Former president. FW de Klerk’s controversial remarks that apartheid is not a crime against humanity also surfaced in the debate on state speech in parliament on Tuesday afternoon.
Tuesday afternoon’s proceedings began civilly with no disruption. Unlike last Thursday night when EFF MPs caused havoc with their demands that De Klerk leave parliament and that Ramaphosa must first resign from Public Enterprises Minister Pravin Gordhan before starting his state speech.
De Klerk’s remarks surfaced on Tuesday when ANC deputy whip Doris Dlakude, as the first speaker in her speech, urged all South Africans to guard against the looming racial tensions in the country, compounded by “counter-revolutionaries” , an indirect reference to the EFF.
“FW de Klerk’s statements were pitiful, insensitive and reckless. He should have known that the United Nations declared apartheid as a crime against humanity. His remarks sow seeds of hatred and racism. ”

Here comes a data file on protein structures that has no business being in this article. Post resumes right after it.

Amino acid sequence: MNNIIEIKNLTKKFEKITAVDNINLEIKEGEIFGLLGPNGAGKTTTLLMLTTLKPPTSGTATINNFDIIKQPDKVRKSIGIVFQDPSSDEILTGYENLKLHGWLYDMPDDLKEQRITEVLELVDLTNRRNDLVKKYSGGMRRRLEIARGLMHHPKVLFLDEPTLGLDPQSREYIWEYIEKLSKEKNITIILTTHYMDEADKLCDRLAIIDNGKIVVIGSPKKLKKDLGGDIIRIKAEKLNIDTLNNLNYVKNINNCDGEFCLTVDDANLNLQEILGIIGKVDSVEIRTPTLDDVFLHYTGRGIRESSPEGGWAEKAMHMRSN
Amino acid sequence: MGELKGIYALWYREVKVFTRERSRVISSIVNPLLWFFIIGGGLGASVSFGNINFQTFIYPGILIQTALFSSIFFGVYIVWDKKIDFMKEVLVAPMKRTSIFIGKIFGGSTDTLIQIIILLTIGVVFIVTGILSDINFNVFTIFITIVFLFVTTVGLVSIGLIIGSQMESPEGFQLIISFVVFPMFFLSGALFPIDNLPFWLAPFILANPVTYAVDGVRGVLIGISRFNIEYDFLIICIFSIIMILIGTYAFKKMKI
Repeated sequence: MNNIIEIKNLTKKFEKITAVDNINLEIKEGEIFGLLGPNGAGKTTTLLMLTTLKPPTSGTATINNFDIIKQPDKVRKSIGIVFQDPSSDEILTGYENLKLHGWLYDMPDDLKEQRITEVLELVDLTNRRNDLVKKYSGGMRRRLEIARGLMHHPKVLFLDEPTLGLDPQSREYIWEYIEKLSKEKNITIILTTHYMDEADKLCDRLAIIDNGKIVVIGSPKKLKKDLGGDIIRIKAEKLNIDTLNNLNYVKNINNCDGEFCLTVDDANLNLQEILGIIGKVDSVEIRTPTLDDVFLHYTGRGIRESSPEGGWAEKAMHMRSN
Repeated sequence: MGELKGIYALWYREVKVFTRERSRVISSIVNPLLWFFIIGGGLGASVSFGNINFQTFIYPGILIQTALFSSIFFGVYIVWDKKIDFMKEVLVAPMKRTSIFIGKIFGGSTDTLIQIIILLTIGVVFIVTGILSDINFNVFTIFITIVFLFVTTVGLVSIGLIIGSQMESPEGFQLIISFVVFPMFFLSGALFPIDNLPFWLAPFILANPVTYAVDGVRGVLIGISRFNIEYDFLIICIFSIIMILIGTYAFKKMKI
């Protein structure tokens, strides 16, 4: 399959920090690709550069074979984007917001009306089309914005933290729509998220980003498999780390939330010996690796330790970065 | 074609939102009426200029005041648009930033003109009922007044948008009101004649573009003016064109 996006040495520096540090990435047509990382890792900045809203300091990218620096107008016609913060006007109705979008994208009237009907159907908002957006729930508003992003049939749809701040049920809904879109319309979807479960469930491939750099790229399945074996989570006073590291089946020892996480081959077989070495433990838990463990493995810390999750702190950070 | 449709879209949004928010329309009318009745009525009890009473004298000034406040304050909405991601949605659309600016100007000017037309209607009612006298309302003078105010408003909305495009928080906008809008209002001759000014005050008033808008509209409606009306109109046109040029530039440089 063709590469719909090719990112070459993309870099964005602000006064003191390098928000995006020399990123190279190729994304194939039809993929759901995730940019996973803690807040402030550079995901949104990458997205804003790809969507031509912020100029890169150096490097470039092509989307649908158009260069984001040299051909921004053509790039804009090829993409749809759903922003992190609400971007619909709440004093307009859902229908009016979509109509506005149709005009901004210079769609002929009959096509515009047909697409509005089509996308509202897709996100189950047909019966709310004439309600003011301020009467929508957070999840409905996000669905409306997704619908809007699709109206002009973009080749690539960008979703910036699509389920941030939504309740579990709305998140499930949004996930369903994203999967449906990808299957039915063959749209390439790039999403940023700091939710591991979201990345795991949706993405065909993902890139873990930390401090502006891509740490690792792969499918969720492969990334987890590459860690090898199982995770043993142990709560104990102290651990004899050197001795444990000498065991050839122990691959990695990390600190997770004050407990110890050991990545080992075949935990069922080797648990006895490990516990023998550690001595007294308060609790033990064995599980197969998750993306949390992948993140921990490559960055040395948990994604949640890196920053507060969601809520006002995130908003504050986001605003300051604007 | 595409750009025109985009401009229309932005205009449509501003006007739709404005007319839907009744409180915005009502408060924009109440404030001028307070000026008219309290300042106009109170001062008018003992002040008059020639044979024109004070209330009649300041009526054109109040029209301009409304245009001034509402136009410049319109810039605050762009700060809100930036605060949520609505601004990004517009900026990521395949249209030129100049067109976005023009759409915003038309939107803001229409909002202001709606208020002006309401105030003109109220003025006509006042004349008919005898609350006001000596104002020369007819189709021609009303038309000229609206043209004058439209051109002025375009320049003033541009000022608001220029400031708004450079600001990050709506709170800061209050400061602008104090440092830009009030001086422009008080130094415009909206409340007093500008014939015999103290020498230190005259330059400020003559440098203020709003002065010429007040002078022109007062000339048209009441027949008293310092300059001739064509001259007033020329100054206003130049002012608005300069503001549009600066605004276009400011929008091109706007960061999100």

Dlakude appealed to all political leaders to refrain from making such statements.
De Klerk said in a statement that he apologized for the confusion, anger and pain it caused. De Klerk says he noted the tremendous reaction after the EFF’s attack on him.
John Steenhuisen, interim DA leader, said in his speech during the debate that South Africa is at a turning point “and we can all feel it. However, there can be no excuse for what happened during the state speech last week. Most of us were ashamed. We do not have to like each other, but we must respect the parliamentary rules.
“People expect us better to provide solutions to pressing problems and not to show off in front of television cameras.
“We need to find a way to work things out. Last week’s events cannot be repeated. We are all disappointed in the current state of the nation, ”Steenhuisen said.